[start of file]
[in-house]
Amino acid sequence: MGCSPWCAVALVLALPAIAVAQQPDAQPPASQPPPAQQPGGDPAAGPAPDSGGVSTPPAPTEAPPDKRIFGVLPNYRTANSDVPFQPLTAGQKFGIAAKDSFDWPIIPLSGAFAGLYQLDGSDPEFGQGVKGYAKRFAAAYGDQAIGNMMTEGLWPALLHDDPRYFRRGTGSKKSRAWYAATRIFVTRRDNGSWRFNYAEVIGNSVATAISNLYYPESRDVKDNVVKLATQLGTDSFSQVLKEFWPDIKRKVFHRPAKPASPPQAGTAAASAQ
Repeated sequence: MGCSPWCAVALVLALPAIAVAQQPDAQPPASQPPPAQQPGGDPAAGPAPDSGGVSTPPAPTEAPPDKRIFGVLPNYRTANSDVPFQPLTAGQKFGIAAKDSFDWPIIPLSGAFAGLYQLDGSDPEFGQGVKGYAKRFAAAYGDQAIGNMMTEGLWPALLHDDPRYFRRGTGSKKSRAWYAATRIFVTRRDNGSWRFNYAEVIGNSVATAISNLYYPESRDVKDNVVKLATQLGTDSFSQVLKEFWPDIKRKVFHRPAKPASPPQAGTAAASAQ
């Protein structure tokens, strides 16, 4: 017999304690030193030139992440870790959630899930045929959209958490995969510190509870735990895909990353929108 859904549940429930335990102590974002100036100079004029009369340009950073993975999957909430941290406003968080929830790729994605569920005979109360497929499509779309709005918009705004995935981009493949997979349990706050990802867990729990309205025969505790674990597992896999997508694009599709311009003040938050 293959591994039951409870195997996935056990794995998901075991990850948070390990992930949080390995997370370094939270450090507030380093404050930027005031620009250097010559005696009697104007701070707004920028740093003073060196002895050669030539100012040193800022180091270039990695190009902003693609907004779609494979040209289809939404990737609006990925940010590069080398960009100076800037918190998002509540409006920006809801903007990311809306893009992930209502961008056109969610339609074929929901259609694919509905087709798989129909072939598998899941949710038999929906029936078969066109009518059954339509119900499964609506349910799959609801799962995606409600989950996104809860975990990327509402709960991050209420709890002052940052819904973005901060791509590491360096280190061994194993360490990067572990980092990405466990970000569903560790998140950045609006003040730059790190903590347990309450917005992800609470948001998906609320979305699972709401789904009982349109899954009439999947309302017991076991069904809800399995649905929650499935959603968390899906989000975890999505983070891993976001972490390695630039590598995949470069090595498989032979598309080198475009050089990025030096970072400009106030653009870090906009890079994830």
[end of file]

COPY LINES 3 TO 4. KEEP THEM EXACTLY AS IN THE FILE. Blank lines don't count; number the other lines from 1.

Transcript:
Repeated sequence: MGCSPWCAVALVLALPAIAVAQQPDAQPPASQPPPAQQPGGDPAAGPAPDSGGVSTPPAPTEAPPDKRIFGVLPNYRTANSDVPFQPLTAGQKFGIAAKDSFDWPIIPLSGAFAGLYQLDGSDPEFGQGVKGYAKRFAAAYGDQAIGNMMTEGLWPALLHDDPRYFRRGTGSKKSRAWYAATRIFVTRRDNGSWRFNYAEVIGNSVATAISNLYYPESRDVKDNVVKLATQLGTDSFSQVLKEFWPDIKRKVFHRPAKPASPPQAGTAAASAQ
């Protein structure tokens, strides 16, 4: 017999304690030193030139992440870790959630899930045929959209958490995969510190509870735990895909990353929108 859904549940429930335990102590974002100036100079004029009369340009950073993975999957909430941290406003968080929830790729994605569920005979109360497929499509779309709005918009705004995935981009493949997979349990706050990802867990729990309205025969505790674990597992896999997508694009599709311009003040938050 293959591994039951409870195997996935056990794995998901075991990850948070390990992930949080390995997370370094939270450090507030380093404050930027005031620009250097010559005696009697104007701070707004920028740093003073060196002895050669030539100012040193800022180091270039990695190009902003693609907004779609494979040209289809939404990737609006990925940010590069080398960009100076800037918190998002509540409006920006809801903007990311809306893009992930209502961008056109969610339609074929929901259609694919509905087709798989129909072939598998899941949710038999929906029936078969066109009518059954339509119900499964609506349910799959609801799962995606409600989950996104809860975990990327509402709960991050209420709890002052940052819904973005901060791509590491360096280190061994194993360490990067572990980092990405466990970000569903560790998140950045609006003040730059790190903590347990309450917005992800609470948001998906609320979305699972709401789904009982349109899954009439999947309302017991076991069904809800399995649905929650499935959603968390899906989000975890999505983070891993976001972490390695630039590598995949470069090595498989032979598309080198475009050089990025030096970072400009106030653009870090906009890079994830």